6 thoughts on “Broadband In The Boonies”

  1. I wrote a piece for O’Reilly’s Emerging Telephony site about this, except from an international perspective. I am currently in South America setting up an office for Radio Handi. I can get cheap broadband service here, several megabits for about the same price as in SF, except everything else, property, wages, etc is actually reasonably priced. And contrary to the myth that all of the smart people in the world went to Stanford (or MIT), there are a lot of smart people here looking for work that pays well and won’t make them go brain dead. Silicon Valley is a great place to network and raise money, but as a place to actually do business, it is highly overpriced.

    Hint for entrepreneurs: look for cities where big tech firms have outsourced their IT and support operations. You’ll find lots of smart people with really shitty jobs that they’ll quit in an instant given a decent opportunity.

    Article URL –> http://www.oreillynet.com/etel/blog/2006/07/creatingaglobalpbxwith_ast.html

  2. As a small business owner I’m open to the concept of rural staff, but hiring the wrong person would be catastrophic at this stage. Phone/e-mail/chat doesn’t allow you to really get to know someone — I can’t imagine having an employee that isn’t in the office most of the week. I think the big winners for broadband are small & medium metro areas, especially college towns where workers are educated and inexpensive.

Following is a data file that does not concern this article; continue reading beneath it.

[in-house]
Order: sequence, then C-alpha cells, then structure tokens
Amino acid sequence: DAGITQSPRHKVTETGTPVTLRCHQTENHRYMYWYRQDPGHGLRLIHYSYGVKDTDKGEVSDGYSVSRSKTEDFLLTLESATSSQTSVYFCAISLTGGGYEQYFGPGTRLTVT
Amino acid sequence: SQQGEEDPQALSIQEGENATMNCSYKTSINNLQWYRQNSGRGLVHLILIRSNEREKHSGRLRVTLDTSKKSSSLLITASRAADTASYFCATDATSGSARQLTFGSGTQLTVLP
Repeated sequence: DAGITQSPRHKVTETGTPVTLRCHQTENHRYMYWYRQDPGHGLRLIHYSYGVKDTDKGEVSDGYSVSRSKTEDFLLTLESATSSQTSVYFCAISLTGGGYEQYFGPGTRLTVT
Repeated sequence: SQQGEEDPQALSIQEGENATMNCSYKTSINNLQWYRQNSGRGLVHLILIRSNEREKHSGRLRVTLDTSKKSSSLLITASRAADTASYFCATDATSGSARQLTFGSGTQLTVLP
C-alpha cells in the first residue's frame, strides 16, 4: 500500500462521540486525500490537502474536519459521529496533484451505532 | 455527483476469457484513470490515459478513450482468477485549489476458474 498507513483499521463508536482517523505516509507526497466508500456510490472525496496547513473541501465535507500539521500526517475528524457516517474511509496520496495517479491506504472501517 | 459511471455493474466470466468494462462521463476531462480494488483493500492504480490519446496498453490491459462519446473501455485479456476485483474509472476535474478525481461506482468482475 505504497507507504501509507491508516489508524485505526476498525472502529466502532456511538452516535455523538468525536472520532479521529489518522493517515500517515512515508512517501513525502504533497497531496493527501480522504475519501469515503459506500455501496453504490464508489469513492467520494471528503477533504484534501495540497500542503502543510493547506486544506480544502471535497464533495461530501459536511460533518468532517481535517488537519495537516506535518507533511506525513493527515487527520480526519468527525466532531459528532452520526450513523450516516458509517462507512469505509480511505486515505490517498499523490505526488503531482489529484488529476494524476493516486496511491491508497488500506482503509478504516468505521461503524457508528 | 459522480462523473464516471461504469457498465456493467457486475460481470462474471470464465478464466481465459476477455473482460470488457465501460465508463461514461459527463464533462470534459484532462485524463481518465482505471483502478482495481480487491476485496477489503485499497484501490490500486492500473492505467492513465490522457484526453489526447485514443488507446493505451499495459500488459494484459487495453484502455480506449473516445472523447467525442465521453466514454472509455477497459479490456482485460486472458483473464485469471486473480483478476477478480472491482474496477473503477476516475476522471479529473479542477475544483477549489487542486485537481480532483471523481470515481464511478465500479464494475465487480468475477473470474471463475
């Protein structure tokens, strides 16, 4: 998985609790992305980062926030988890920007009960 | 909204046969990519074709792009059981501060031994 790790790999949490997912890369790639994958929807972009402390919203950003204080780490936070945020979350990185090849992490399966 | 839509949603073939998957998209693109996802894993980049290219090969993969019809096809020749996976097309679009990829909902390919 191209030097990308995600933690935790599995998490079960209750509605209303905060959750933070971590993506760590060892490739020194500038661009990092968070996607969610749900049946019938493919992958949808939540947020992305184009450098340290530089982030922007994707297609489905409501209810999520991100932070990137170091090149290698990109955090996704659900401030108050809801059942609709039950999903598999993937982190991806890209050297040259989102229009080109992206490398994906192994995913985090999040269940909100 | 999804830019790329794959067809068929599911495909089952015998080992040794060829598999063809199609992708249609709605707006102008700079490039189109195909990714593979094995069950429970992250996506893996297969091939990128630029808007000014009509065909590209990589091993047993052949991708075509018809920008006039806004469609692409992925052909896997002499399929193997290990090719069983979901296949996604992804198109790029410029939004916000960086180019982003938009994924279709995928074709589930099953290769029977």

I moved my business HQ from California to Arizona at the beginning of the year, primarily for the following reasons:

    1) Thanks to broadband, we can work from just about anywhere
    2) Diverse labor pool in a large metro area
    3) Lower average wages
    4) Affordable home prices
    5) Lower state income tax (5.04% vs. 9.3%)
    6) Small business-friendly employment laws.

    An unexpected benefit is that PHX is a hub for Southwest Airlines. This means I have a direct flight to most major airports in the US!

    Summers here aren’t that bad, by the way. Both broadband and A/C are pervasive.

  3. Great Article.
    Putting a twist on this…when we talk of Boonies we are not just talking of small towns in the US or Canada…but the Boonies include the developing world such as India, Pakistan, and Vietnam.
    These places…it took 3 days to make a phone call out of the country back in the early 90’s…now they are getting “wired” but are still the “Boonies” in terms of tech.
    These countries now have rapidly growing tech sectors but are concentrated in the major cities like Karachi, Lahore, Ho Chi Min City.
    It is possible to get internet access in their 2nd and 3rd tier cities but its very expensive Satellite Internet access.
    If they can get “wired” in their 3rd tier cities they too will be able to increase productivity.

  4. The issue of increasingly difficult commutes, both due to rising housing and fuel costs, should not be ignored. In the US, at least, this may do more than anything to cause an increase in broadband availability.

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